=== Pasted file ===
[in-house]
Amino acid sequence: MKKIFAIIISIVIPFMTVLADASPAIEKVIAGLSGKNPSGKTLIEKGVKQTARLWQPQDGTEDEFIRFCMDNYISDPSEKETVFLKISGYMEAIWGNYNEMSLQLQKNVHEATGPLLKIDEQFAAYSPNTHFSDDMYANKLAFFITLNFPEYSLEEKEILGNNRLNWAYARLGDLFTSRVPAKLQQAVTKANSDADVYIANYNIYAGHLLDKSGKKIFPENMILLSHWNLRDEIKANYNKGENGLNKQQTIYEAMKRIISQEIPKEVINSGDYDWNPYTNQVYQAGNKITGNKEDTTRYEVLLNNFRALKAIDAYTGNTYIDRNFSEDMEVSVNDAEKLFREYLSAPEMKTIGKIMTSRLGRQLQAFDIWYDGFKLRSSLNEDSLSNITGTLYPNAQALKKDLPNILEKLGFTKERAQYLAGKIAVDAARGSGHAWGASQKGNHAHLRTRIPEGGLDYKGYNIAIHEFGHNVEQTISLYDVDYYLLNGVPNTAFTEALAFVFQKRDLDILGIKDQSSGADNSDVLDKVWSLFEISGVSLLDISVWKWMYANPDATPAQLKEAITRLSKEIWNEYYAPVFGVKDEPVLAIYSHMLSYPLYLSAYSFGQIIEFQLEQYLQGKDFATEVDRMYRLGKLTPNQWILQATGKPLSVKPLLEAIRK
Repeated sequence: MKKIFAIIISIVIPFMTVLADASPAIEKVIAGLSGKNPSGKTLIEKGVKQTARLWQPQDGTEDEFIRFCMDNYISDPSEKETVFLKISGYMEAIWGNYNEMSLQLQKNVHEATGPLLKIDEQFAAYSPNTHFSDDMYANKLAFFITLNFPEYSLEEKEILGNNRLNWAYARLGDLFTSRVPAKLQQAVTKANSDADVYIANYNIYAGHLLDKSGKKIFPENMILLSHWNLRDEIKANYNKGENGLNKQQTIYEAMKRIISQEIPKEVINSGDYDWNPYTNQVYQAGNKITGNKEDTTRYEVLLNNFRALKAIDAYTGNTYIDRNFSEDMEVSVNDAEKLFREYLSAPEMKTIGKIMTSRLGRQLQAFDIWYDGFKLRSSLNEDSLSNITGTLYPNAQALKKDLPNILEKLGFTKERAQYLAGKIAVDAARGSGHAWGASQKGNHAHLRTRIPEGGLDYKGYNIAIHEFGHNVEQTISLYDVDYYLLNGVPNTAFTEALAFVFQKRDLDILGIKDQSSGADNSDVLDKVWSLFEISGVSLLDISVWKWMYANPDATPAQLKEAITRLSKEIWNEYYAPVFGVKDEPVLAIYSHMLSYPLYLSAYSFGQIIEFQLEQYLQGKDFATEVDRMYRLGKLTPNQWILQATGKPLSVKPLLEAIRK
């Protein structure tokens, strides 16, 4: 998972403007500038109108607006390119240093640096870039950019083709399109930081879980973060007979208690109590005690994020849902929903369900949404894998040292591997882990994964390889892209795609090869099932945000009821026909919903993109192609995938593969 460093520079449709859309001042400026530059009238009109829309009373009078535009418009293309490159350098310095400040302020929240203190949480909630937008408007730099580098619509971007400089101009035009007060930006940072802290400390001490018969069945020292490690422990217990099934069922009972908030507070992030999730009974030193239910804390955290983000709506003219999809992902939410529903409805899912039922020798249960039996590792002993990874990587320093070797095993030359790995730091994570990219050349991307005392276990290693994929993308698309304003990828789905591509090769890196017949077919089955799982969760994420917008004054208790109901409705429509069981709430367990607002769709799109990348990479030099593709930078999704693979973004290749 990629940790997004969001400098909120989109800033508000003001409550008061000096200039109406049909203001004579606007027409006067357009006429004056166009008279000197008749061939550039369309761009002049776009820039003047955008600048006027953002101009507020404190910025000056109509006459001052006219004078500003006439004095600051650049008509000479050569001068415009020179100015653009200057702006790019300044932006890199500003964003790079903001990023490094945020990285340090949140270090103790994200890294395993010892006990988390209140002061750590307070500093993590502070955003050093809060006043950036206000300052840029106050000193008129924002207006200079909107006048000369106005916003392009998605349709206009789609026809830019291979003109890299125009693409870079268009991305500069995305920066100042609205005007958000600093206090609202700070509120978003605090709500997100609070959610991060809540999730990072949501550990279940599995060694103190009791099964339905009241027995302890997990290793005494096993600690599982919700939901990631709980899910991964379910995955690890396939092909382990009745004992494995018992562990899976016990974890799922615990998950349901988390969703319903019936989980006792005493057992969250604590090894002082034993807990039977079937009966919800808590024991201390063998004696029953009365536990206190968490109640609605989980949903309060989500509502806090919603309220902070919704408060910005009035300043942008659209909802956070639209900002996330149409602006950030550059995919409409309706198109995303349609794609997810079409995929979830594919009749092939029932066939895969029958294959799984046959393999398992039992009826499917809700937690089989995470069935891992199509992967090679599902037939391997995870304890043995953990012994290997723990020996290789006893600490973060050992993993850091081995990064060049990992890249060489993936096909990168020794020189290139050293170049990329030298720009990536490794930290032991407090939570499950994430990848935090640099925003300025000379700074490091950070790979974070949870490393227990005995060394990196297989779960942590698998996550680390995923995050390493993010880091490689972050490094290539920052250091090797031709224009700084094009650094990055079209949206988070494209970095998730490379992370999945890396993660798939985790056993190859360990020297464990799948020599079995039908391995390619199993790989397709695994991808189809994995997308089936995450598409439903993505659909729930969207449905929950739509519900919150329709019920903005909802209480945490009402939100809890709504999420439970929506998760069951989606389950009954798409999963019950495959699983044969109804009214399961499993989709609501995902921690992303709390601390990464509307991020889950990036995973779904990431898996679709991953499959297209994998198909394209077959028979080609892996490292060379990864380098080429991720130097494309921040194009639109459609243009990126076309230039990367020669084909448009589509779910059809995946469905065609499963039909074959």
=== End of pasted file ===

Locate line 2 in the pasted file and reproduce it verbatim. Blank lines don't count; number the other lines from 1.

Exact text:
Amino acid sequence: MKKIFAIIISIVIPFMTVLADASPAIEKVIAGLSGKNPSGKTLIEKGVKQTARLWQPQDGTEDEFIRFCMDNYISDPSEKETVFLKISGYMEAIWGNYNEMSLQLQKNVHEATGPLLKIDEQFAAYSPNTHFSDDMYANKLAFFITLNFPEYSLEEKEILGNNRLNWAYARLGDLFTSRVPAKLQQAVTKANSDADVYIANYNIYAGHLLDKSGKKIFPENMILLSHWNLRDEIKANYNKGENGLNKQQTIYEAMKRIISQEIPKEVINSGDYDWNPYTNQVYQAGNKITGNKEDTTRYEVLLNNFRALKAIDAYTGNTYIDRNFSEDMEVSVNDAEKLFREYLSAPEMKTIGKIMTSRLGRQLQAFDIWYDGFKLRSSLNEDSLSNITGTLYPNAQALKKDLPNILEKLGFTKERAQYLAGKIAVDAARGSGHAWGASQKGNHAHLRTRIPEGGLDYKGYNIAIHEFGHNVEQTISLYDVDYYLLNGVPNTAFTEALAFVFQKRDLDILGIKDQSSGADNSDVLDKVWSLFEISGVSLLDISVWKWMYANPDATPAQLKEAITRLSKEIWNEYYAPVFGVKDEPVLAIYSHMLSYPLYLSAYSFGQIIEFQLEQYLQGKDFATEVDRMYRLGKLTPNQWILQATGKPLSVKPLLEAIRK